HPC Training Opportunity: Parallel Programming with MPI



Description:

MPI (Message Passing Interface) is the de facto standard for parallel programming, defining how concurrent processes can communicate and hence work together to complete a given task in a shorter time. This course will introduce the concepts and terminology of High Performance Computing (HPC), before providing a comprehensive and detailed introduction to programming HPC machines using MPI. After an in-depth look at point-to-point and collective communication, we will study some more advanced but potentially very useful topics: Cartesian topologies, MPI derived data types, user-defined binary operators, groups and communicators. Each section of the course is supported by practical exercises.

For more information see the syllabus.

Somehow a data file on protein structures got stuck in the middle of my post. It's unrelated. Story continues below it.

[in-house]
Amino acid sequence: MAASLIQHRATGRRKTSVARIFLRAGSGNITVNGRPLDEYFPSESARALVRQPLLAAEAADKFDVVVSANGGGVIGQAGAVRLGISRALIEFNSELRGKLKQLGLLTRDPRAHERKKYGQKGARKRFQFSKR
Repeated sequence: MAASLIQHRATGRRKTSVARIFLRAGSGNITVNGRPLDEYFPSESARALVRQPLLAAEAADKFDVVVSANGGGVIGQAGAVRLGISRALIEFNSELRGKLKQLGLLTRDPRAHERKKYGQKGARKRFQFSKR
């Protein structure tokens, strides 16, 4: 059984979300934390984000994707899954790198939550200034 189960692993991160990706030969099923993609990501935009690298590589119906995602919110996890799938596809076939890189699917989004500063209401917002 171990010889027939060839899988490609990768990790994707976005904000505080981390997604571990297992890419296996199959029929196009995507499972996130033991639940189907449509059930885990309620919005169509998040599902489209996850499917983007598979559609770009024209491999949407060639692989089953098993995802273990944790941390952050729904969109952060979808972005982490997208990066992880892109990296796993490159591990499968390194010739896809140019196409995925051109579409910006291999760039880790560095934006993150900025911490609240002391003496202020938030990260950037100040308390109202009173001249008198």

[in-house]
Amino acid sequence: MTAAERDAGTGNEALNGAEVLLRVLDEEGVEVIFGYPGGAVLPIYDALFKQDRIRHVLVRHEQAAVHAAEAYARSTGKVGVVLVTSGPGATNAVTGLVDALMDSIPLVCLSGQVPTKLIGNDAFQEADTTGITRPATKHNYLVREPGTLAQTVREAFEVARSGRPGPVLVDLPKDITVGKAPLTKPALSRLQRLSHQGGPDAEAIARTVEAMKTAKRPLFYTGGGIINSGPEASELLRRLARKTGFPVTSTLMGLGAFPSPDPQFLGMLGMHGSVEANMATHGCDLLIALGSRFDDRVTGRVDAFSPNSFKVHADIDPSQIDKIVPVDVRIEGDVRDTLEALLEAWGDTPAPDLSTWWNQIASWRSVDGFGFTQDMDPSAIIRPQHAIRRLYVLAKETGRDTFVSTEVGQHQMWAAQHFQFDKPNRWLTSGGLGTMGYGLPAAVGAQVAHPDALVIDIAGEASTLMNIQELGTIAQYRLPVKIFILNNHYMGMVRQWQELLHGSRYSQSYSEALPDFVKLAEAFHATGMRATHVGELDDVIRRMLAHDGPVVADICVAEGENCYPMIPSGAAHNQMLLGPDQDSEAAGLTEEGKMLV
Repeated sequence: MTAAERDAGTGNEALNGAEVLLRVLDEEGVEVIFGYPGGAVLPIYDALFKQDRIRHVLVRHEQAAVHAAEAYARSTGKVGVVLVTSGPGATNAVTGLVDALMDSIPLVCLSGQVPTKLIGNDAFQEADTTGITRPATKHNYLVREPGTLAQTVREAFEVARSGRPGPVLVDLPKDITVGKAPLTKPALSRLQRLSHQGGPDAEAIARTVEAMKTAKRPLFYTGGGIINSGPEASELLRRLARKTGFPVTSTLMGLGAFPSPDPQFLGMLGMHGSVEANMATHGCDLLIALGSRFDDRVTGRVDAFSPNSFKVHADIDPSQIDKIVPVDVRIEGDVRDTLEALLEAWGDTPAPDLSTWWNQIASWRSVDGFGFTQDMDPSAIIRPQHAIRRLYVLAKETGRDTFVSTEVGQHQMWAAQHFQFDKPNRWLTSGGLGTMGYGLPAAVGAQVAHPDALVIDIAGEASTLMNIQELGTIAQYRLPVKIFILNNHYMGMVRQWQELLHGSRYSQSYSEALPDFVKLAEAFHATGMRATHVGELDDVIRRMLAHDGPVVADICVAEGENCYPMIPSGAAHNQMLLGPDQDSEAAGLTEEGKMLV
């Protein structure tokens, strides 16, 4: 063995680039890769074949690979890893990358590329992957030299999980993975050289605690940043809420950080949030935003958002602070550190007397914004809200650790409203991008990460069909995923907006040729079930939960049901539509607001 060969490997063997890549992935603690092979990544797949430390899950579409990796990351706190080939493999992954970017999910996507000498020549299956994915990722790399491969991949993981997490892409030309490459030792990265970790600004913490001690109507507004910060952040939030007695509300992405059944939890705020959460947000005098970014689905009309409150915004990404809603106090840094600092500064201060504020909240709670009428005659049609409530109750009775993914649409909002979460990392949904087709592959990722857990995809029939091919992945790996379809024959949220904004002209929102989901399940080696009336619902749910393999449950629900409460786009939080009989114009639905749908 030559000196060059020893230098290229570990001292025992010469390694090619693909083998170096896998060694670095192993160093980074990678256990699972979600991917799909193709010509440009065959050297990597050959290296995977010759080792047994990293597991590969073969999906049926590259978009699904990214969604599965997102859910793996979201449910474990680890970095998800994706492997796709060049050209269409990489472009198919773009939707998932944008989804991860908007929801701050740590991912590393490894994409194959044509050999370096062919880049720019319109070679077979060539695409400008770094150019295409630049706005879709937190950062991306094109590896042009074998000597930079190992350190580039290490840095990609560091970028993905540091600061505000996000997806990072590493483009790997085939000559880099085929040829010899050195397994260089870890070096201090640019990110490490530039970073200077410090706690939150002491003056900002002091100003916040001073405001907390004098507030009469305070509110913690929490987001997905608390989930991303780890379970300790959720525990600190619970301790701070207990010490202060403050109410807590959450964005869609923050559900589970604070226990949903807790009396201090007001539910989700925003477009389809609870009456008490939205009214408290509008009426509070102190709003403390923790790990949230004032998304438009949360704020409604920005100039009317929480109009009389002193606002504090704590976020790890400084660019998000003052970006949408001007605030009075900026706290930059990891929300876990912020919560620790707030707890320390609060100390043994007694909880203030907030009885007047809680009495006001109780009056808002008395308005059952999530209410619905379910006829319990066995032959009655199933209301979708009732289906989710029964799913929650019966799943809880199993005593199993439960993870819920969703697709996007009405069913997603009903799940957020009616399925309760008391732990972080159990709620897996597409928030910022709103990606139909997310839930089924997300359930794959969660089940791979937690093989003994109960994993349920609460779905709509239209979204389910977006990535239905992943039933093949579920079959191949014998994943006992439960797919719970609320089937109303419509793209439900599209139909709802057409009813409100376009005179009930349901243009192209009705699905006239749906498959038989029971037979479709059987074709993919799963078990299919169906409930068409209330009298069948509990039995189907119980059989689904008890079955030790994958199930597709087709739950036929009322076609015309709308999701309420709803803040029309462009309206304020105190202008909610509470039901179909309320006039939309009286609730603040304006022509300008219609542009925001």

Aimed at:

Anyone interested in writing parallel code.

Prerequisites:

Attendees should be able to program in either Fortran or C and be familiar with working in a UNIX environment (i.e., you should be able to connect to a machine remotely, use basic UNIX commands, edit a source file and understand the elementary steps in compiling object files and creating executables).

Duration:

3 full days, September 10th-12th 2013.

After Course Attendees Will:

Be able to parallelise an existing serial code, or write a parallel code from scratch, using MPI.

Location:

The course will be held in room LDS.0.17 of the Loughborough University Design School and the adjoining PC lab.

Here are directions to the venue and directions to the University. There is ample free visitor parking nearby, and a regular shuttle bus service between the University and the train station. Overnight accommodation is available from the Link Hotel and Burleigh Court.

Registration:

The course is delivered by NAG as part of the training programme for HECToR, the UK national supercomputing service. To register for HECToR courses go to the booking form. Please note that there is a small attendance fee for non-academic delegates.

Martin Hamilton

Martin Hamilton works for Jisc in London as their resident Futurist.